The chart below, adapted from the February 2010 issue of The Kitces Report and updated for 2013 tax rates, shows the "baseline" safe withdrawal rate (with no taxation) at varying equity exposures, and how the safe withdrawal rate shifts downwards as taxes are introduced. (The research assumes the fixed portion of the portfolio is invested in intermediate government bonds and is taxed as ordinary income, and the equity exposure is invested in large cap US equities and is taxed at preferential long-term capital gains and dividend rates. Taxes are applied annually to growth, but only to the growth that actually occurs from year to year, and losses are harvested if available, and used or carried forward as eligible. Results are tested through historical scenarios going back to 1871 and use the available data from Shiller. The portfolio is assumed to pay its own way for all tax obligations, and the post-tax safe withdrawal rate is the one that succeeds even after taxes have been netted against all growth through the time horizon.)
As the results reveal, taxation does indeed have a significant drag on a client portfolio. With a baseline peak in the safe withdrawal rate of just over 4%, the introduction of a modest level of ordinary income taxation trims the withdrawal rate by about 0.2%; however, rising to a moderate level of taxation (e.g., 25%-28% ordinary income and 15% - 18.8% long-term capital gains and qualified dividends) pushes up the drag to approximately 0.6% to 0.7%. Those facing the top tax rates find a tax drag as high as 0.9% to 1.0%. (Notably, those in the middle tax brackets would also find the optimal portfolio shifts to become more conservative, as the taxes on equities reduce the benefits of an equity-centric portfolio, until the client reaches the top tax rates where the spread between ordinary income and capital gains is so high that the optimal portfolios again become the more aggressive ones.)
Of course, these tax analyses all assume that the client's balance sheet is comprised exclusively of taxable accounts, which will generate taxes from time to time as the accounts grow. In the case of clients who have pre-tax retirement accounts (e.g., IRAs and 401(k)s), it's not merely the growth in the account that's taxed but the entire withdrawal, and all at ordinary income tax rates. Accordingly, in the retirement accounts, the impact is both harsher and simpler: if the withdrawal rate is 4%, and the client faces a 25% marginal tax rate, then the net safe withdrawal rate really is a full 25% haircut down to a net of 3%. On the other hand, if the account is a tax-free Roth, then a safe withdrawal rate of 4% really does produce net cash flows of... 4%.
Applications In A Client's Retirement Plan
In practice, most clients will have a combination of taxable and pre-tax retirement accounts (and perhaps some Roth accounts as well). To determine a sustainable safe withdrawal rate, each of the account types can be adjusted for the impact of taxation, and then combined back together, once a reasonable estimate of the future marginal tax rate has been made (i.e., what tax rate will the investment accounts face, after the bottom brackets are already filled by Social Security benefits, pensions, etc.). For example:
Harry and Mary have a $700,000 taxable account, a $500,000 IRA, and a $100,000 Roth IRA. Given their Social Security benefits and Harry's modest pension, a portion of their income will fall in the 15% tax bracket but most of it will fall in the 25% ordinary income (and 15% long-term capital gains) brackets. As a result, their safe withdrawal rate from the taxable account falls to approximately 3.5%, which would produce an available after-tax cash flow of 3.5% x $700,000 = $24,500 (again, this assumes the account will separately pay any taxes attributable to the account). The IRA's net safe withdrawal rate would be 3% (reduced by 25% for taxes), which means the account will provide annual withdrawals of 4% x $500,000 = $20,000/year but it is assumed that Harry and Mary can only spend $15,000 (the remaining $5,000 is allocated for taxes). The Roth IRA provides a 4% x $100,000 = $4,000/year after-tax cash flow (since it is all tax-free and ready to spend). Thus, in the end, Harry and Mary can generate sustainable after-tax cash flows of $24,500 + $15,000 + $4,000 = $43,500 from their portfolio, in addition to the available after-tax income from their Social Security and pension payments.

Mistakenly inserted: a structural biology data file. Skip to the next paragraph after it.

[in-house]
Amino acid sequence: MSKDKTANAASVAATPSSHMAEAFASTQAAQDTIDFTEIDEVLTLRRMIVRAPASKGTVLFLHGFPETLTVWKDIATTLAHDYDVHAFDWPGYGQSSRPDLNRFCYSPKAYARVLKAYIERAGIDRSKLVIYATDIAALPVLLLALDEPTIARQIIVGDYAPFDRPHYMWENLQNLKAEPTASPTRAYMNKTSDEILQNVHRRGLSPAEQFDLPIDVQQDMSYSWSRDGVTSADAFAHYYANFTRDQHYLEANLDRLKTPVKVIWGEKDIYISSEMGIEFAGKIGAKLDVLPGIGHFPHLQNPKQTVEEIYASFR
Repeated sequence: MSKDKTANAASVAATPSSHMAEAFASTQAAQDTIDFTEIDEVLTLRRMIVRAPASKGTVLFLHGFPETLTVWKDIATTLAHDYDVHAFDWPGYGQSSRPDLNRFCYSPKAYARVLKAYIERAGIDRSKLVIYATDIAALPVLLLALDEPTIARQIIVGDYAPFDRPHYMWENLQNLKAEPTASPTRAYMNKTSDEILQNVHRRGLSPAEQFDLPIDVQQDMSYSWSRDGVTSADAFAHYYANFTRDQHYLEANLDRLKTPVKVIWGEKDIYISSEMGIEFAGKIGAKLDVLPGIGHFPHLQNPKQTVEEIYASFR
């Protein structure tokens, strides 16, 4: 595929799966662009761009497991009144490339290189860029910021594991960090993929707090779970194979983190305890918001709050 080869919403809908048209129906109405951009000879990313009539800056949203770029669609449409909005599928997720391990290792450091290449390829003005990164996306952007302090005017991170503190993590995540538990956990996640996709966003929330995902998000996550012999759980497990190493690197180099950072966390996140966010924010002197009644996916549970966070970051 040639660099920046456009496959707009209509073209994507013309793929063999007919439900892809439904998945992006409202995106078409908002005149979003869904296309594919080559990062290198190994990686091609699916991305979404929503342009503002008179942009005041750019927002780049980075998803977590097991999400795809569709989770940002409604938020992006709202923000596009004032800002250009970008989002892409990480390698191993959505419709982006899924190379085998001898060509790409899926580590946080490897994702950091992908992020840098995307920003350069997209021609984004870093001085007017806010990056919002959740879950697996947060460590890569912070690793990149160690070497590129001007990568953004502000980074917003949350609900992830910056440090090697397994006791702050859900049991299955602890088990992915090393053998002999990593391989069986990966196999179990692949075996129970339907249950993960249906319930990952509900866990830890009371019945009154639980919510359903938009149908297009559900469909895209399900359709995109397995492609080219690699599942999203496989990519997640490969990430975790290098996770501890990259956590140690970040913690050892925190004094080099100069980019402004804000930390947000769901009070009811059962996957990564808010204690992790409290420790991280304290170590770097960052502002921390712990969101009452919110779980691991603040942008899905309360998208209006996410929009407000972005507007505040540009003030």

Of course, in practice it's worth bearing in mind that taxes aren't the only thing that reduces the safe withdrawal rate; investment costs have a further impact. However, the irony is that at higher levels of taxation, the impact of fees is reduced, for the simple reason that the portfolio does not grow as much and therefore the drag of fees is diminished (or conversely, the impact of taxes is reduced as fees take a bite out of growth). Thus, while the safe withdrawal rate should be adjusted downwards based on taxes and fees, the combined effect is slightly less severe than just adding the two.
On the other hand, it's also worth bearing in mind that there are factors that increase the safe withdrawal rate as well. For instance, as discussed extensively in the March 2012 issue of The Kitces Report, safe withdrawal rates can also be adjusted upwards for the benefits of diversification (the original research all relied on two-asset-class portfolios of large-cap US stocks and intermediate government bonds, though today's portfolios are clearly more diversified!), as well as the positive benefits of spending flexibility, greater risk tolerance, the impact of market valuation on safe withdrawal rates, and varying time horizons (which can increase or decrease the safe withdrawal rate). The safe withdrawal rate is also higher for clients whose spending is anticipated to decline in their later years, especially those for whom discretionary expenses compromise a significant portion of their retirement cash flows. Thus, while it's important to adjust the safe withdrawal rate for the impact of taxes, it's crucial that it be balanced against (or compounded by!) adjustments for other relevant factors that apply to the client's goals and circumstances as well!